Chromis are part of a group of fish that we expect to encounter in the deeper tropical reefs of the world, alongside the deepwater basslets, anthias, and certain wrasses, It’s therefore not a complete surprise that deep diving surveys in Easer Island revealed a new species of damselfish, recently named Chromis mamatapara, and described by Shepherd et. al in the recent issue of Copeia.
The newly minted Chromis mamatapara is part of a group of marine fishes documented living at mesophotic depths of Easter Island a.k.a. Rapa Nui, a territory of Chile, and included beautiful deepwater anthias and Plectranthias which have already been formally described. The relative abundance of Chromis species tends to increase with depth so it’s at 90 meters or just shy of 300 feet deep that the new C. mamatapara was collected.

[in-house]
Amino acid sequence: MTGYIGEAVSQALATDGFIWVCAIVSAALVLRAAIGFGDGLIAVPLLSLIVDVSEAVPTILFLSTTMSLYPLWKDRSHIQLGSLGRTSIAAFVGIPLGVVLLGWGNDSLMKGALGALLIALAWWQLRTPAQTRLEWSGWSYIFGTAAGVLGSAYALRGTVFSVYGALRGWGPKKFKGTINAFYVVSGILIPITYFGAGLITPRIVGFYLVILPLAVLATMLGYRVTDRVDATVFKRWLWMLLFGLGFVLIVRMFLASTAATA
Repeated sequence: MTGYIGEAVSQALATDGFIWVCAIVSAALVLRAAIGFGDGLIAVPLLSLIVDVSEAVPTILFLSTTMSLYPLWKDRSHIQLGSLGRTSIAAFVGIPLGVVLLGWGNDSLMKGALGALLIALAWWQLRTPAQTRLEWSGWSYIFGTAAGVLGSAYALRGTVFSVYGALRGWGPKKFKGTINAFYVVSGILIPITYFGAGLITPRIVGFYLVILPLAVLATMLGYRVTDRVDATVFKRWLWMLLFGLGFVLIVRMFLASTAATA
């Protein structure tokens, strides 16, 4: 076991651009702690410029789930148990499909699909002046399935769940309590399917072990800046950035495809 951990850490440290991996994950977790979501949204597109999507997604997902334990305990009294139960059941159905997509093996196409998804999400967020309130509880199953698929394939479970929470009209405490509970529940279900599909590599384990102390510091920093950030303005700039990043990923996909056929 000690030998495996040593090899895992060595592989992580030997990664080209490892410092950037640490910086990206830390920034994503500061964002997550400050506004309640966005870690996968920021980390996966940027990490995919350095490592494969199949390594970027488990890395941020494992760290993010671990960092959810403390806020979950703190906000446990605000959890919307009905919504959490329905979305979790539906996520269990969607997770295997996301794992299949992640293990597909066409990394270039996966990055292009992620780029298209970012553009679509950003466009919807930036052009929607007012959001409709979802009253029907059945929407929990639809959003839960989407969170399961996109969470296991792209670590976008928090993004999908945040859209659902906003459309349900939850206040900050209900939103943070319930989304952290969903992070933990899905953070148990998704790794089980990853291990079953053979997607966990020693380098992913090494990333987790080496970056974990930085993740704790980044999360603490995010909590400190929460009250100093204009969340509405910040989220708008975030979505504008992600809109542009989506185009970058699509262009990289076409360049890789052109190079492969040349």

One big surprise about the type specimens of Easter Islands newest fish species is how big they are; so many of these newly described deepwater fishes tend to barely crack an inch or two, but the C. mamatapara that were collected range from 100 to 114mm, or between four and four and a half inches long! With such a big canvas we’d love to see how these pale metallic blue to lavender bodied fish look in real life, especially with some delicately colored yellow eyes and fins.